Friday, December 20, 2013

Soliloquy from a Freight Yard: An Open Fall Window

Our lovely friend and photographer, Virginia Harold, took some amazing shots of our family and some old friends, gathered to enjoy a night of poetry, music and each other. Sean Arnold was celebrating his third book release of poetry, Soliloquy from a Freight Yard . The first two books of this series can be found here. These photos capture so much...she's sneaky like that!!!




Wednesday, December 04, 2013

Christmas Creations

Every year I do Holiday Craft Fairs, I make ornaments and various other small gifts.  This year I turned my magnets into ornaments of old depictions of St. Nicolas.  I found five different book covers of " A Visit from Santa Claus/The Night Before Christmas," and one illustration, creating a unique vintage-looking set of ornaments. 
I also made Organic Healing Salve, from the St. John's Wort oil I made early this Fall.  I will be filling larger glass jars later today. 
I'm making some steam punk stockings, little wool skirts, more wool hooded scarves and if I have time... journals from the eco-printed wool scrapes.  We will see what I can fit in by this weekend.
Fair Ophelia will be at the Skinker DeBaliviere Wintermarkt this Saturday, 11-4pm, in St. Louis, MO. Come by and support your local artisans. Bundle up... it is going to be a cold, but sunny one!!!!

Monday, December 02, 2013

Madrone Berry Necklaces

One of my favorite things to do, while walking in the woods around Tipi Village, is taking a moment with the Madrone trees. The thin bark peels off leaving a smooth layer exposed and I am in constant awe of its twisting and gnarled branches.  One of the older Madrones, called Grandma by the kids and I, has swallowed a barb-wire fence. Nature does not care about our imaginary boundaries.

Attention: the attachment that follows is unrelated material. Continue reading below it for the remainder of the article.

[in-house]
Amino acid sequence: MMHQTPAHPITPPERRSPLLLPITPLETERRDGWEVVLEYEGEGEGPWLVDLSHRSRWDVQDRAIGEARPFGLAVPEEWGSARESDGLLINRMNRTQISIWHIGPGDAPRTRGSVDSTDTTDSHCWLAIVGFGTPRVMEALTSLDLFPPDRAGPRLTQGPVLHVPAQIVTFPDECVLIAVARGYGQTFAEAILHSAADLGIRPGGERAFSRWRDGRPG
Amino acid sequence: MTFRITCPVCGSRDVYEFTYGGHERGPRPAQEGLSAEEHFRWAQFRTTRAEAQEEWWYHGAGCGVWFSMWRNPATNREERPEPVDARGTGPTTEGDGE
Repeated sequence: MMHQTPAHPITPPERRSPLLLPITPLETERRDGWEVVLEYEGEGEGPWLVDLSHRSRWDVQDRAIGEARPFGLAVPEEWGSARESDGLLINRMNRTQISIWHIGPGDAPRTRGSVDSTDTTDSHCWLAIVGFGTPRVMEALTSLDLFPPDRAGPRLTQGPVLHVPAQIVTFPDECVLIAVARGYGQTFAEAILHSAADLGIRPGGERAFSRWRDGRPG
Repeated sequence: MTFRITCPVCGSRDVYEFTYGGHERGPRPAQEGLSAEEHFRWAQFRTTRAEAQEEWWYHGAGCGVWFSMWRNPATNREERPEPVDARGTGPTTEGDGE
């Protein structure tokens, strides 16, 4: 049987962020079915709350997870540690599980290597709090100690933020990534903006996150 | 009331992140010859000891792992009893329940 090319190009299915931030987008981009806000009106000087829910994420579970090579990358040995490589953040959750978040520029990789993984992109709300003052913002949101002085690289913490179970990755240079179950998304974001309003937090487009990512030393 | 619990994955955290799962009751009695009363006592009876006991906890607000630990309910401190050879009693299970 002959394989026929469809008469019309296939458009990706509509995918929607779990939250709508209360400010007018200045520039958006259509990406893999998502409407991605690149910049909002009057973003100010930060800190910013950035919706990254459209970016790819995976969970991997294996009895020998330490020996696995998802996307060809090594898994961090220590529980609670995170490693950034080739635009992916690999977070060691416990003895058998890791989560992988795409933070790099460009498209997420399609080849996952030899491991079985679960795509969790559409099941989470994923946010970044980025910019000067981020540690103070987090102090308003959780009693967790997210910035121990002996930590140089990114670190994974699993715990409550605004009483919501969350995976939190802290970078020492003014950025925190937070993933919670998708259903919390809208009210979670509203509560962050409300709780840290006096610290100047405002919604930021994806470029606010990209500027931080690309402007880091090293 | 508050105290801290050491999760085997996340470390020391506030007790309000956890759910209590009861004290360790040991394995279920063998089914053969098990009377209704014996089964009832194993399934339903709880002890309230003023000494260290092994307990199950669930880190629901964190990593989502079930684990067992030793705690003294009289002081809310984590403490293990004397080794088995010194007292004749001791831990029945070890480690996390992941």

It is one of the many sacred trees of the Pacific Northwest.
In the legend of the great flood, the Salish First Nation describe how the Madrona tree provided an anchor for their canoes to hold steady and not drift away. It is known as a Tree of Knowledge because it knows how to find the sun. It twists and turns, growing new branches where the sun can reach them. Poet Richard Olafson shares another Native legend, writing, "The tree's webbed roots hold the splintered earth together." If it should disappear, the myth warns, the planet would fly apart and be utterly destroyed. The Madrone is also known as the Tree of Depth and Integrity, and is symbolic of protection and versatility.
One of our fellow villagers found Madrone berry necklaces at a primitive skills gathering and I couldn't wait to make some the following year.  Waiting is one aspect of wildcrafting that makes things more exciting and cherished, you usually only have a short window of opportunity to gather materials!
I spent a good amount of my time, while driving to Missouri, stringing the berries and after a month of slow drying they are ready to become necklaces. 
I am honored to adorn my body with these berries and hope those of you that get your own will appreciate this trees beauty.